Higher protein intake can help with many aspects of metabolic health including losing weight, building muscle mass, and improving insulin sensitivity.
Intermittent fasting is a popular dietary trend that limits eating to certain time windows. Studies suggest intermittent fasting can improve insulin sensitivity and metabolic health.
Time-restricted eating is one type of intermittent fasting that involves eating meals in a set time-frame each day, such as between 11 am and 7 pm. A review of studies in healthy subjects showed that eating fewer meals during a shorter feeding window resulted in better glucose and insulin levels.
Another type of intermittent fasting is alternate day fasting. Healthy males who fasted for 20 hours every other day for 15 days showed greater glucose uptake with the same insulin levels, in essence improving their insulin sensitivity.
But not all studies agree. For instance, one RCT that did not control for how much or what the subjects ate didn’t demonstrate a benefit in lean mass for those fasting for 16 hours and restricting their meals to an eight-hour window. And another reported that alternate day fasting less effectively reduced fat mass than a matched degree of daily calorie restriction. There was also no evidence of fasting-specific effects on measured metabolic parameters.
One potential conclusion to draw from these studies is that your diet quality and total calorie intake are still important, even when engaging in intermittent fasting.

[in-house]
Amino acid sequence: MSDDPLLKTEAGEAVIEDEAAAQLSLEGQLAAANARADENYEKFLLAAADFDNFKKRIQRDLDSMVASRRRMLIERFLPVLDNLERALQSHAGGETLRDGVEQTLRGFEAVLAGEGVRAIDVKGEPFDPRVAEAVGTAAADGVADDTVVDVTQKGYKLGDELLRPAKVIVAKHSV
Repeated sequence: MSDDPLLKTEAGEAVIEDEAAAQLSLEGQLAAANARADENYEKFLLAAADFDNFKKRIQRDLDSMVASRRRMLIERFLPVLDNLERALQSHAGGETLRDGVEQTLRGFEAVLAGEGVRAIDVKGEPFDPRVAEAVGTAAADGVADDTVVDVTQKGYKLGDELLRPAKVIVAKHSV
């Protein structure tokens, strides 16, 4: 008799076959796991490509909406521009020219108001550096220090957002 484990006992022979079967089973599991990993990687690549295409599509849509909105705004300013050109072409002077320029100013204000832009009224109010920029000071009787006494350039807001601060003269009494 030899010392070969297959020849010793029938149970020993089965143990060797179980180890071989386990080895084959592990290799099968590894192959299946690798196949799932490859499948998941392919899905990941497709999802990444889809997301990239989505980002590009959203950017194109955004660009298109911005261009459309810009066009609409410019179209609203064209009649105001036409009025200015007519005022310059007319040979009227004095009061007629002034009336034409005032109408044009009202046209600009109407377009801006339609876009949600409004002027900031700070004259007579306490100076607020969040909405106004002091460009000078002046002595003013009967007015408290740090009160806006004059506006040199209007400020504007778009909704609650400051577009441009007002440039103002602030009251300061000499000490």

While the data are sparse and inconclusive, various forms of intermittent fasting have the potential to be beneficial for metabolic health. We believe intermittent fasting can be a more powerful intervention when it results in relatively effortless calorie reduction, and when it is combined with another metabolically healthy eating pattern such as a low-carb, higher protein diet.
Other diets for metabolic health
Other dietary approaches can also help improve metabolic health.
In a review comparing different clinical trials in adults with type 2 diabetes, people who followed a Mediterranean diet for 12 months lost an average of 13.5 pounds (6.2 kilos). This resulted in improvements in blood sugar, cholesterol, and blood pressure.
Another review of Mediterranean diet trials in people with type 2 diabetes found that they are potentially more effective for lowering blood sugar levels than low-fat diets.
A low-carb or keto Mediterranean diet may be even better than a classic Mediterranean diet for lowering blood sugar.
Other studies suggest that Mediterranean diets can help people reduce body fat and their waist size, potentially contributing to metabolic improvements.
And a systematic review of Mediterranean diet studies suggest it is effective for most components of metabolic health.
Plant-based or vegan diets have also been shown to have a beneficial impact on metabolic health, although it’s not clear how much of the effect is due to weight loss vs other characteristics unique to plant-based diets. A systematic review of randomized trials found four out of eight trials demonstrated metabolic benefits with a plant-based diet, with some individual trials demonstrating greater weight loss and metabolic benefits over a “usual care” or the standard American diet. And other trials demonstrate beneficial effects on insulin sensitivity.
Some evidence also supports the beneficial metabolic effects from a lower carb plant-based diet.
Many different dietary approaches can improve the components of metabolic health. A low-carb, higher protein diet may be the most efficacious, but the key is finding an effective dietary pattern that you enjoy and can maintain long-term.